Last week, plaintiffs in the mass tort Flint water crisis lawsuit asked the court to finalize the $600 million partial proposed settlement. According to the motion, more than 50,000 claimants have “determined that they want this settlement approved.” The May 27 filing explained that the settlement’s details and addressed objections related to individual non-class claimants’ concerns over the bone lead testing program.
The supporting memorandum stated that the settlement establishes a “hybrid structure,” combining the class action settlement with individual, traditional mass tort settlement components. Pursuant to the agreement, Flint adults, property owners, lessees, persons legally responsible for paying water bills, and businesses can make claims for personal injury and property and business damage, the motion noted.
The plaintiffs pointed to the court’s order earlier this year granting preliminary approval for additional support. Therein, Judge Judith E. Levy allegedly called the agreement a “comprehensive settlement,” that addresses the needs of individually represented victims and unrepresented minors, who, if they do not register a claim within the claims period, may pursue it later.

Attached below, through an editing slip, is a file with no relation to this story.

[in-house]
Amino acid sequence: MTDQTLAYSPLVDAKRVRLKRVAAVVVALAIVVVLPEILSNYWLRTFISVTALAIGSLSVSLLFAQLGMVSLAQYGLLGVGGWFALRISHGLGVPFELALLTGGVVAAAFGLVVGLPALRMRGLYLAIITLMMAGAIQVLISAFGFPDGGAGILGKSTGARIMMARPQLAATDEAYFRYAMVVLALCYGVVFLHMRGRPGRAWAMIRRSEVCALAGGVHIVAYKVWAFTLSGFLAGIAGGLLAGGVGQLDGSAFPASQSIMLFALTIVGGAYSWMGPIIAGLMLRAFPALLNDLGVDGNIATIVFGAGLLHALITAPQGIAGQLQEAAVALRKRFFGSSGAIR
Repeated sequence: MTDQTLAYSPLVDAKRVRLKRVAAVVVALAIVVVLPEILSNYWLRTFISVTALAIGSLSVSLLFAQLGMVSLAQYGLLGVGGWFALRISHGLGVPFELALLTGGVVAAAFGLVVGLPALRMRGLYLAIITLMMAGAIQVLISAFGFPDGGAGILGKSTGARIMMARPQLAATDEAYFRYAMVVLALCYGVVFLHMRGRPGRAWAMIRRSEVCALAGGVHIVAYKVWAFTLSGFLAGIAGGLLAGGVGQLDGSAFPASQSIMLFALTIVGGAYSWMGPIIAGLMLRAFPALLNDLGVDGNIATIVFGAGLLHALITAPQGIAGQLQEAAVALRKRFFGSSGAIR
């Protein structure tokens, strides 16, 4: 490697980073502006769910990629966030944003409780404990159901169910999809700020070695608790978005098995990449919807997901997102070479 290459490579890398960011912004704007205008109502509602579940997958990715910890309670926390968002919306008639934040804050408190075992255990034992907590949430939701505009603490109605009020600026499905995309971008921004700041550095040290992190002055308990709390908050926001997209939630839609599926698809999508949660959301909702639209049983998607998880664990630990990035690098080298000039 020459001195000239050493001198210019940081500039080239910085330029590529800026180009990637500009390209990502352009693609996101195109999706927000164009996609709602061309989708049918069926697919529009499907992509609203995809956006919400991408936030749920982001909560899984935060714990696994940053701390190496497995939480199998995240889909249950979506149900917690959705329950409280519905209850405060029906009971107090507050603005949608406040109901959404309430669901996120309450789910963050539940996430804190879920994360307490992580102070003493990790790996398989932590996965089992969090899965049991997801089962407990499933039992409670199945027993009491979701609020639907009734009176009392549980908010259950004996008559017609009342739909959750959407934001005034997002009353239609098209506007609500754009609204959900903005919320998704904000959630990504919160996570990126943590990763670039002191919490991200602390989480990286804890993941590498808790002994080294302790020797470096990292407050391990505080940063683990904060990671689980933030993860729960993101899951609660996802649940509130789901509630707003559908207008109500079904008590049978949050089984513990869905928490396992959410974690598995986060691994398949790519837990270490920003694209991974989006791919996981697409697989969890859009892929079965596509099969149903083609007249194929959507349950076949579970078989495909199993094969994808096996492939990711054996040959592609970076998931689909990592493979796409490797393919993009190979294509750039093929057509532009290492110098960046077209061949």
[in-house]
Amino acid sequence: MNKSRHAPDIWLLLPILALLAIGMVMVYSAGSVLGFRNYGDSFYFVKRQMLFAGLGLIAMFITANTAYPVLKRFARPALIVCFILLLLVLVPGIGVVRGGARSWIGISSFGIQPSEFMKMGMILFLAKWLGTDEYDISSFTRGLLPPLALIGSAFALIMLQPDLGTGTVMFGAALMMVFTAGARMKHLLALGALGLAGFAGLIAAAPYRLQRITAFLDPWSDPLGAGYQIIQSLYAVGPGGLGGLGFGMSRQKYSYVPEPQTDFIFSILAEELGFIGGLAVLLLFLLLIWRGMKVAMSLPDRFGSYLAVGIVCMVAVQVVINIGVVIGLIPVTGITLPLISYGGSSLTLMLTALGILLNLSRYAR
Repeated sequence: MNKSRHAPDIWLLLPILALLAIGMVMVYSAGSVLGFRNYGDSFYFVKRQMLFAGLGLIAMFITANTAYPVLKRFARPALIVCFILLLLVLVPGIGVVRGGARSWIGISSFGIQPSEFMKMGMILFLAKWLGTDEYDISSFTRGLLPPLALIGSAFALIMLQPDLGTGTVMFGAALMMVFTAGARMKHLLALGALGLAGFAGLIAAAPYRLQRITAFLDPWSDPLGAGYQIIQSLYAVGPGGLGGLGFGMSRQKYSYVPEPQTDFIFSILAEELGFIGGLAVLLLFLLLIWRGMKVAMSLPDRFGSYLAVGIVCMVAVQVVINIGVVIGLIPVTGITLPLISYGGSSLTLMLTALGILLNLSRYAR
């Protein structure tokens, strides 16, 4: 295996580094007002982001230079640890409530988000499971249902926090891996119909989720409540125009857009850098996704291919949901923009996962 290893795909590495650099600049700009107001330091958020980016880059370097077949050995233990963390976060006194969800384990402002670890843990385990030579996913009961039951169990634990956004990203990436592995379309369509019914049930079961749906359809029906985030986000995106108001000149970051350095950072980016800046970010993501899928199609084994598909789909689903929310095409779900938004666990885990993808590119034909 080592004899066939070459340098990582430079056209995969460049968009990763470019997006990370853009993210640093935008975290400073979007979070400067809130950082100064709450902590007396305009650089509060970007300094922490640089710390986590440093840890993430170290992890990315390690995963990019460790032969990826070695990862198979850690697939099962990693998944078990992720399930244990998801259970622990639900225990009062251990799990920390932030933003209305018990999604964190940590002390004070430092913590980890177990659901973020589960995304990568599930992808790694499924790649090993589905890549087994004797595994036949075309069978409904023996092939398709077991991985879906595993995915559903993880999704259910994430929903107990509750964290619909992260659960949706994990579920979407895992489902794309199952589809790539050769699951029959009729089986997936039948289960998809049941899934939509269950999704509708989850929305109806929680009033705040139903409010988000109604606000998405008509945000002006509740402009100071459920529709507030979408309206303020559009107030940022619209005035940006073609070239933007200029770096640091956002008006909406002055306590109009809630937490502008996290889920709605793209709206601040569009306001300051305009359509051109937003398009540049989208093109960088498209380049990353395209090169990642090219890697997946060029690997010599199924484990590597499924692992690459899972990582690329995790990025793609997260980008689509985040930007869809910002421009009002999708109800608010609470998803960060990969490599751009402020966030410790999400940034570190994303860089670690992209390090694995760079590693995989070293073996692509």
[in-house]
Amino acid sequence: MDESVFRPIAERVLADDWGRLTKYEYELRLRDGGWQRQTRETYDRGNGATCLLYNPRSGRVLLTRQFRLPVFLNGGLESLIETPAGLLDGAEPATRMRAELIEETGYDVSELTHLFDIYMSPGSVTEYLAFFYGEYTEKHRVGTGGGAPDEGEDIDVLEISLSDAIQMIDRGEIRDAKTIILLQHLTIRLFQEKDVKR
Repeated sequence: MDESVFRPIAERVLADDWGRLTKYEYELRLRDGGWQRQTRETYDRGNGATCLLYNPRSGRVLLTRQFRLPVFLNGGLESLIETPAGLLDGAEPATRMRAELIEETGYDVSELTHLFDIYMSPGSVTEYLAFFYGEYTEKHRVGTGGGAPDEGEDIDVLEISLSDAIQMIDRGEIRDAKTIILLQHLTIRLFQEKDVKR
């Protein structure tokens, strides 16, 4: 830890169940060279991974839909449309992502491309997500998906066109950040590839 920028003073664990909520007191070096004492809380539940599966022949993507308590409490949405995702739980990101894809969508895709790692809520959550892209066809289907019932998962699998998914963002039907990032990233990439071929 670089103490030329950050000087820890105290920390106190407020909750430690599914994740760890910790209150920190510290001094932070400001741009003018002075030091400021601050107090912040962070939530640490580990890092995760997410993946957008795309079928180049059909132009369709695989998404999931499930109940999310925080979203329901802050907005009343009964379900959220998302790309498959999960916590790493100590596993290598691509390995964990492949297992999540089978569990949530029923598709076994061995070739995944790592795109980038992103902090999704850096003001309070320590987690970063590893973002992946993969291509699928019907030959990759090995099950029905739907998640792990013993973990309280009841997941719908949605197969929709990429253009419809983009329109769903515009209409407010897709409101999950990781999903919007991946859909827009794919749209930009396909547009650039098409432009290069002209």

The plaintiffs argued that the settlement agreement’s “walk-away provisions,” or those under which the settling defendants have the rights to rescind, terminate, or cancel the settlement, have been met. In addition, the filing claimed that “the massive outpouring of support as shown by the registration numbers in (and) of themselves support the conclusion that this settlement was widely accepted by the Flint community.”
Though the motion did not address objections to the $203 million sought in attorneys’ fees, it batted down objections by individual claimants as “without merit,” specifically objections regarding the bone lead testing program. Testing results, among other factors like age, exposure to tainted water, and specific identified injuries are among those given weight in fund allocation, the motion explained.
Objections to the program, including its methodology, efficacy, and safety, are not backed by facts or evidence in the form of scientific research or expert declarations, the filing alleged. Instead, the testing program is expert-vetted and medically sound, according to the plaintiffs filing the motion. The motion cited the opinions of several medical professionals vouching for the testing as safe and accurate.